In fact, it was outlawed in South Africa during apartheid, which Makunga says was another form of oppression — taking away traditional medicine, and the spiritual and religious connections that came with them.

She says the negative image of traditional medicine was tied up in who was using it — “mainly people of color, black people, Indian people, and a community of people which are classified as colored in South Africa,” she said.

“Post apartheid, things really changed. The South African government realized the value of traditional medicines and indigenous knowledge as a whole. Acceptance is actually growing as we discover new chemicals that have pharmaceutical importance.”

Makunga says people might change their minds once they realize just how much of Western medicine comes from our knowledge of plants.

For example, taxol comes from the Pacific Yew tree, and now it’s used to treat cancer. The opium poppy led to morphine.

Some western medicine comes from our knowledge of plants, like how morphine is extracted from opium.
Some western medicine comes from our knowledge of plants, like how morphine is extracted from opium. (Flickr user Alastair Rae)

She says maybe we don’t think about it explicitly, but lots of us rely on traditional remedies. The approach is called medical pluralism.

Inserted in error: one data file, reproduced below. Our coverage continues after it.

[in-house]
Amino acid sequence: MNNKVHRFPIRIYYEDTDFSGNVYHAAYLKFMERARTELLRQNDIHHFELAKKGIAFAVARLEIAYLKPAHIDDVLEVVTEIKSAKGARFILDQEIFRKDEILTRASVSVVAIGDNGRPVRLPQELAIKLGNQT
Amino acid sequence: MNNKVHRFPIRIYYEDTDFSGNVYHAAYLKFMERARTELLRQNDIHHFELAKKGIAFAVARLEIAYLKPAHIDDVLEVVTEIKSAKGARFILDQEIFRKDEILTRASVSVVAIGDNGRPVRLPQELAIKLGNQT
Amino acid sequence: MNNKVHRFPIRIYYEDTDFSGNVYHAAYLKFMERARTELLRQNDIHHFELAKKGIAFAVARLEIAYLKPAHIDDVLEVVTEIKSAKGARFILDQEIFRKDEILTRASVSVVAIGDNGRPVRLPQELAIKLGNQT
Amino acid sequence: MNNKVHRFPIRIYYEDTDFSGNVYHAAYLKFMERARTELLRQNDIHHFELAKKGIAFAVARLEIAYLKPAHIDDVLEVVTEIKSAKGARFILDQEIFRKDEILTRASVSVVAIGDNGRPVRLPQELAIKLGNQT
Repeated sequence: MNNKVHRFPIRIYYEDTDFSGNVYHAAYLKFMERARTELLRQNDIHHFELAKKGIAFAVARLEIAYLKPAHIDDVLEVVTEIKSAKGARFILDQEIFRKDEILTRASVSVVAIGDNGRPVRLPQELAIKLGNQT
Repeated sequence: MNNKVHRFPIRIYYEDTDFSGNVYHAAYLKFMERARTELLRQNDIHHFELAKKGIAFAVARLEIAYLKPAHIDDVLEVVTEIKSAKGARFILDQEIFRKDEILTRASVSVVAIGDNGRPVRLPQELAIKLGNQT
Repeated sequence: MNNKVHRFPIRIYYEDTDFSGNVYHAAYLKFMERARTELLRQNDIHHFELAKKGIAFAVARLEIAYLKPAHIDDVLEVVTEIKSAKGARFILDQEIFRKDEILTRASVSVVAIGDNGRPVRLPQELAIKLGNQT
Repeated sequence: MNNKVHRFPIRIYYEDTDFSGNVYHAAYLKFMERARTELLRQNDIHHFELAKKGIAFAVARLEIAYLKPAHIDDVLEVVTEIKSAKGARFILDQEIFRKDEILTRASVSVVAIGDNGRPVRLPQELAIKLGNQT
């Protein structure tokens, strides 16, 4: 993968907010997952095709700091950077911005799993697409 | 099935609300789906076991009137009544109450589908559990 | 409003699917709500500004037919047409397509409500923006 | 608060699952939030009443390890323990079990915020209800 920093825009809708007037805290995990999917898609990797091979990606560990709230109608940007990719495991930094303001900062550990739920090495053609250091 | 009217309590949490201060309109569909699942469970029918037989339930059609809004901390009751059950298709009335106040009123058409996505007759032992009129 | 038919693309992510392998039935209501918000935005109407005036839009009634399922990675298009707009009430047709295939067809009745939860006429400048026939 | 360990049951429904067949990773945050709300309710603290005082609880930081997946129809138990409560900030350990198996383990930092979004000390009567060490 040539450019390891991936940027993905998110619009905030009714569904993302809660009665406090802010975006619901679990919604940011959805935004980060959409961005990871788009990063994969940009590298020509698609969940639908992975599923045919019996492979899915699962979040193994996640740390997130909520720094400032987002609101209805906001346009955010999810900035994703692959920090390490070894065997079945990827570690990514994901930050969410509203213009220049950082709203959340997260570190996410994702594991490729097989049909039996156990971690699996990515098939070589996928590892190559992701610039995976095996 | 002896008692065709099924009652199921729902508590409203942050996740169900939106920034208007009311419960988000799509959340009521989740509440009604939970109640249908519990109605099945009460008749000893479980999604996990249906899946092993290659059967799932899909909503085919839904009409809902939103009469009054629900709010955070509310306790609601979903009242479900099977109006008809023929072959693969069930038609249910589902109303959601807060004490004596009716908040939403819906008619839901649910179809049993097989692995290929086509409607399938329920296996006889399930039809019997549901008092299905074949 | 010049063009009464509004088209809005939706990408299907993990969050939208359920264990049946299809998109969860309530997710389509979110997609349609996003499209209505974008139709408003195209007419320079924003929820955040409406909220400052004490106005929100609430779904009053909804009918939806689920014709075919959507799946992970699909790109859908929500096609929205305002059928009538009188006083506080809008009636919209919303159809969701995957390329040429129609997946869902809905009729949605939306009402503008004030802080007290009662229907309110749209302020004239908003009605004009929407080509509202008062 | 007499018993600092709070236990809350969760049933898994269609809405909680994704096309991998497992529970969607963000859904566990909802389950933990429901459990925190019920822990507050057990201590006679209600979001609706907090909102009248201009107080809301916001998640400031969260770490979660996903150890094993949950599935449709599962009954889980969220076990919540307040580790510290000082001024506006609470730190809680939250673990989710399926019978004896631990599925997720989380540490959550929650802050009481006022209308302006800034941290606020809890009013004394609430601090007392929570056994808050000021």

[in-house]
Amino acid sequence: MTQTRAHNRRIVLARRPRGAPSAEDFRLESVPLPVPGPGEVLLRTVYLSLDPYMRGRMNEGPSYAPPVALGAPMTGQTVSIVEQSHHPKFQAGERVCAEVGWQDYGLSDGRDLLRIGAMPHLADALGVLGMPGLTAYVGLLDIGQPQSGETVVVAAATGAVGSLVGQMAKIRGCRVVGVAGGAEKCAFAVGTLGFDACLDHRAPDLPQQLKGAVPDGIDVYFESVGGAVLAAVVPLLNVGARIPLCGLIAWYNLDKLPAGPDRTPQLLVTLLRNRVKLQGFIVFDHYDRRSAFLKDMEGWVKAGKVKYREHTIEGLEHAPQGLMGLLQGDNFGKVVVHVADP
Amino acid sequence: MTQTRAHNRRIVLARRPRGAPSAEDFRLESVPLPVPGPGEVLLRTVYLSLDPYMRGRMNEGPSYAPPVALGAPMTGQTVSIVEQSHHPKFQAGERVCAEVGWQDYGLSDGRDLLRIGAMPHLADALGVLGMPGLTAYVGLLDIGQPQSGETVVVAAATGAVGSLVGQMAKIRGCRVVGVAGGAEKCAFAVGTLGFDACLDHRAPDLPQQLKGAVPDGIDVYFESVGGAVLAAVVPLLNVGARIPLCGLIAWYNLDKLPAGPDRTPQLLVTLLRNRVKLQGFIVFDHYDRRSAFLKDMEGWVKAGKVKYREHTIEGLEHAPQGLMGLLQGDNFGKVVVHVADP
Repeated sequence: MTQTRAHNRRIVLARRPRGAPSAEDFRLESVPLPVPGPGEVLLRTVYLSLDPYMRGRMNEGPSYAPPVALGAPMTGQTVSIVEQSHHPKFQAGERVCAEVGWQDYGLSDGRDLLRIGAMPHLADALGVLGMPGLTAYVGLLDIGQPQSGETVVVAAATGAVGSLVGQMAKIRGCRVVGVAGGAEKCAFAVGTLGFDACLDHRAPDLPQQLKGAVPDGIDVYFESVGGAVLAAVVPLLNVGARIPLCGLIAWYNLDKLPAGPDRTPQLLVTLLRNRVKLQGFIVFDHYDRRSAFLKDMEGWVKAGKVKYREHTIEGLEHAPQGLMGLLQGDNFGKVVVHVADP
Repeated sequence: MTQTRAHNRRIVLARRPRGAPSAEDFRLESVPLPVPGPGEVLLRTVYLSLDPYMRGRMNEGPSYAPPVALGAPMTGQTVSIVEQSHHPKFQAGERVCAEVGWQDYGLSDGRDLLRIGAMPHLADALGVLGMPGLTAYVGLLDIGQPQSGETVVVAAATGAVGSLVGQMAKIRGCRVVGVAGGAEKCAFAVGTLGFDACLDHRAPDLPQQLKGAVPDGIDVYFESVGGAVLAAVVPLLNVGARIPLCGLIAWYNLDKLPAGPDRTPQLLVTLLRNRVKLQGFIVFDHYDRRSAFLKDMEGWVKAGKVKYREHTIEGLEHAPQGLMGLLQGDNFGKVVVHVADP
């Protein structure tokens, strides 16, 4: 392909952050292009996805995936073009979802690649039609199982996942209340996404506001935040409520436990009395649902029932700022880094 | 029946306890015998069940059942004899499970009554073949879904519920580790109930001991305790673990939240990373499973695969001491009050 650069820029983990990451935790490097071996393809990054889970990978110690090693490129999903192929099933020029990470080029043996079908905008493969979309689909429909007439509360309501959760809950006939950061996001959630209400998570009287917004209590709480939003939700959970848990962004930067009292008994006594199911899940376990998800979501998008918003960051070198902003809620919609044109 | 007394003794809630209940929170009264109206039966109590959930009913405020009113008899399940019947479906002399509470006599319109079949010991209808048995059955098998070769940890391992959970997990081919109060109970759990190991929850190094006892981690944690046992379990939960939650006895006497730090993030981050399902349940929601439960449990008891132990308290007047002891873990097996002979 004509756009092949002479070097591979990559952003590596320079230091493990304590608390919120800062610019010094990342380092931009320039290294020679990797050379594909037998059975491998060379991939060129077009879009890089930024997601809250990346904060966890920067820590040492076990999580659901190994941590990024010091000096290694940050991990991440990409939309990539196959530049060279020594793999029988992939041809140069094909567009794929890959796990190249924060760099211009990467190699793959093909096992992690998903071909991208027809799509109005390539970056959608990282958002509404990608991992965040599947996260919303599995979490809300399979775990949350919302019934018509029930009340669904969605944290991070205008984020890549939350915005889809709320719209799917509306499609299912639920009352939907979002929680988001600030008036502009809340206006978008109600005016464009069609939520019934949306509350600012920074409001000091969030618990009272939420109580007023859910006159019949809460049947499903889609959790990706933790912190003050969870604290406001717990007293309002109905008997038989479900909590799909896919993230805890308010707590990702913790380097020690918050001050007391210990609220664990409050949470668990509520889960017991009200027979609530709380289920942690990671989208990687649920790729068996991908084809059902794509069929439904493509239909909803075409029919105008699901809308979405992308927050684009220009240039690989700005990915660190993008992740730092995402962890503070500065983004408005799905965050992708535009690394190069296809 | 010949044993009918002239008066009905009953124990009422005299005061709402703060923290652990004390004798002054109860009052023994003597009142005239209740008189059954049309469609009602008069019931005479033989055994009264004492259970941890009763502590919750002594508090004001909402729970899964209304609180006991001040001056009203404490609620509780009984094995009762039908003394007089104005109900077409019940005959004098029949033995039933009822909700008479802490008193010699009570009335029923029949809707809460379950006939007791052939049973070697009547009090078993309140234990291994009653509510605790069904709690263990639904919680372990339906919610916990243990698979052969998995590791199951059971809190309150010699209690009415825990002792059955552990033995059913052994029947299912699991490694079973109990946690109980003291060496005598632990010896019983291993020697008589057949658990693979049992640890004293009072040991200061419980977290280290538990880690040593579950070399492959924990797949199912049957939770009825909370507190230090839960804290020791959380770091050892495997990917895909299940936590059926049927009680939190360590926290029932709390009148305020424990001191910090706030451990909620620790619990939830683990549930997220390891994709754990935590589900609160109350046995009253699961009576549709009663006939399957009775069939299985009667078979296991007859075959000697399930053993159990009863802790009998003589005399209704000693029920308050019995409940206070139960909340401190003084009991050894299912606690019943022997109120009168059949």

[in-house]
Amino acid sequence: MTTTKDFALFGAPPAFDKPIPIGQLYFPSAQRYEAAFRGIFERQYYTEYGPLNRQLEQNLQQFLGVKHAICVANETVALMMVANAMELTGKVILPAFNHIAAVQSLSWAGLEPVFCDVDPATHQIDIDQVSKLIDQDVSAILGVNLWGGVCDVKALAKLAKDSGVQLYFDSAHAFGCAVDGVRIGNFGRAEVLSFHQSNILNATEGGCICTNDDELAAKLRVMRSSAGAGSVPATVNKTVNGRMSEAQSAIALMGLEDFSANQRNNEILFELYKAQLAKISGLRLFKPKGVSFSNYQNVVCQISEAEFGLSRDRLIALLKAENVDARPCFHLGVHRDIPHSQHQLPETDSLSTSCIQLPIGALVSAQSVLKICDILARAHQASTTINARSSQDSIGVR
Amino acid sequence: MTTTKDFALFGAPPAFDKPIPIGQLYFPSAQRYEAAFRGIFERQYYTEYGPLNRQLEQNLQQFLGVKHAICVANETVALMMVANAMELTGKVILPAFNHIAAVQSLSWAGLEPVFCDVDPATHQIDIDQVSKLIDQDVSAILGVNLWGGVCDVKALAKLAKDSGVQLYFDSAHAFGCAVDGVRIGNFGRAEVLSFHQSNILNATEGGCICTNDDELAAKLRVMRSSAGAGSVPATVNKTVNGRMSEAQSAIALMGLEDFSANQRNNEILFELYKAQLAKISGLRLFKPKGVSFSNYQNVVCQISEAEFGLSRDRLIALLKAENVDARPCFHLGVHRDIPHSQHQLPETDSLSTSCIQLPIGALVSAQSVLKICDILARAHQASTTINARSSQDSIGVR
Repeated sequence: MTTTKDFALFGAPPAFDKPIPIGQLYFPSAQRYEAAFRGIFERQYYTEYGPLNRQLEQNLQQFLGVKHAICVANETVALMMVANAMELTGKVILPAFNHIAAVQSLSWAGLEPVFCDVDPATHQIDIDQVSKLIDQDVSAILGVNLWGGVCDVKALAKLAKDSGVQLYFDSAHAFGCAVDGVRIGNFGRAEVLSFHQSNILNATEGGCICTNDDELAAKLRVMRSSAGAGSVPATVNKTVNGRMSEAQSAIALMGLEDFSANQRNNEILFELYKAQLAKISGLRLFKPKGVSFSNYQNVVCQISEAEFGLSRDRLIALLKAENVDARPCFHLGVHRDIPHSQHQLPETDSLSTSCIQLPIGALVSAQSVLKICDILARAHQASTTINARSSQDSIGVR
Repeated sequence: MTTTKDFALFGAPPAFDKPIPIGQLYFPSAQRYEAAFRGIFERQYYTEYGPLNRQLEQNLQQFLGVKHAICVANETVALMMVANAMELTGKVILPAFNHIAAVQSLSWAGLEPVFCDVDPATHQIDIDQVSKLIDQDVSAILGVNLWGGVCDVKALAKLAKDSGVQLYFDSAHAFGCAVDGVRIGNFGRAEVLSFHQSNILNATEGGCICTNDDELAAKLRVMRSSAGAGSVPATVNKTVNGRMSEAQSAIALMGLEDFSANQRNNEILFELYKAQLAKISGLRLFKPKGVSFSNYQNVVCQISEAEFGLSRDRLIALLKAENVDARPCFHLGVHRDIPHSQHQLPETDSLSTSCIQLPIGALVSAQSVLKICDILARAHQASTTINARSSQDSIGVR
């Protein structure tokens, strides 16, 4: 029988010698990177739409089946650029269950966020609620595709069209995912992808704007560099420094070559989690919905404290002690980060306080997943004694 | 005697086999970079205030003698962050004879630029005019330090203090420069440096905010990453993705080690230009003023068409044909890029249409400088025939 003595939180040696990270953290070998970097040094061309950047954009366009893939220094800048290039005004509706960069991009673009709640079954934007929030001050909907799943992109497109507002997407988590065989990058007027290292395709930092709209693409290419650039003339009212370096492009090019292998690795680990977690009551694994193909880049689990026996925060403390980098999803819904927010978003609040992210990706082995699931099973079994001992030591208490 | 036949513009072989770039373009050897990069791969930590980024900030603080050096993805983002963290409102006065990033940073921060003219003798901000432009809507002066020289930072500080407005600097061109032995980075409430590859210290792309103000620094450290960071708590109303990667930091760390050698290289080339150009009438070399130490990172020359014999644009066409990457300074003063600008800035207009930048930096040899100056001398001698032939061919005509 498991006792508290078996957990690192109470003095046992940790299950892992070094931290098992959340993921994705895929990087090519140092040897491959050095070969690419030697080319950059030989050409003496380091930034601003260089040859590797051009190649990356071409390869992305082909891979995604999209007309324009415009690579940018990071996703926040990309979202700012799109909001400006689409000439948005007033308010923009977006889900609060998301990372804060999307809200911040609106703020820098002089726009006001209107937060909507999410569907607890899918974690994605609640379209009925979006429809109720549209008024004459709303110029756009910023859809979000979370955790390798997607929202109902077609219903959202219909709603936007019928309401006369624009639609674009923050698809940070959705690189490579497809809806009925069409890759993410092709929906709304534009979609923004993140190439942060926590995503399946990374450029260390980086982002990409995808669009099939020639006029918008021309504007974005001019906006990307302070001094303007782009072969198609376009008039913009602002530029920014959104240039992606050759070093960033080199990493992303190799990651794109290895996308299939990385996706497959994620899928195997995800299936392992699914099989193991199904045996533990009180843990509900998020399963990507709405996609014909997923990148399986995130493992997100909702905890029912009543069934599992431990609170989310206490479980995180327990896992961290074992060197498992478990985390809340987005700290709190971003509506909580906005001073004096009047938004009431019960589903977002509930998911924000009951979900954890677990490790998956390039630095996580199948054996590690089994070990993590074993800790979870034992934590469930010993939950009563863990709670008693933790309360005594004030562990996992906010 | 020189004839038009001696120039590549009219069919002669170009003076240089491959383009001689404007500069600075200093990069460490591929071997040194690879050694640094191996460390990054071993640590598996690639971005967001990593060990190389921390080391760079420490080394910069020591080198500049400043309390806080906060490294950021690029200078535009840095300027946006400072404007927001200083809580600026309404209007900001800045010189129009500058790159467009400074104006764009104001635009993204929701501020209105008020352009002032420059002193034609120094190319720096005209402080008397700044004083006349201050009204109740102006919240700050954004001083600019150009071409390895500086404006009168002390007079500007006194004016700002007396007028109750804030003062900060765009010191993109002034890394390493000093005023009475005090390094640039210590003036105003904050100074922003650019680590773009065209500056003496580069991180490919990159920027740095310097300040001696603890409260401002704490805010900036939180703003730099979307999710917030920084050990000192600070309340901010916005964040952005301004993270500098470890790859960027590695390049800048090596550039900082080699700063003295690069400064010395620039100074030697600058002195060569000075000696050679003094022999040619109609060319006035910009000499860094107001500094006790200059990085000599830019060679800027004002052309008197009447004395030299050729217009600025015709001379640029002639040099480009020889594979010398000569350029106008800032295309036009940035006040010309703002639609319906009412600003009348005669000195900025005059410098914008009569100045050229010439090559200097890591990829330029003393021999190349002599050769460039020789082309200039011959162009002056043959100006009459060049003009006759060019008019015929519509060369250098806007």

“When we’re sick, we go for a home remedy,” she said. “Say if you’ve got a cold, this might involve lemon, garlic, and household things that are actually available in our homes or a therapy which your grandmother might have passed on to you.”

Still, there’s a reason why most doctors don’t prescribe powdered tree bark as medicine. They draw on the work of scientists, who can study a plant, find out what chemical makes it useful, and figure out what the right dose is to make it most effective.

Makunga travels to rural areas to talk to traditional healers.

“People are often excited because they know that they hold something of value but they just don’t know who they can share this information with, who might be able to discover this value from a scientific point of view,” Makunga said.

And now, scientists like her are listening.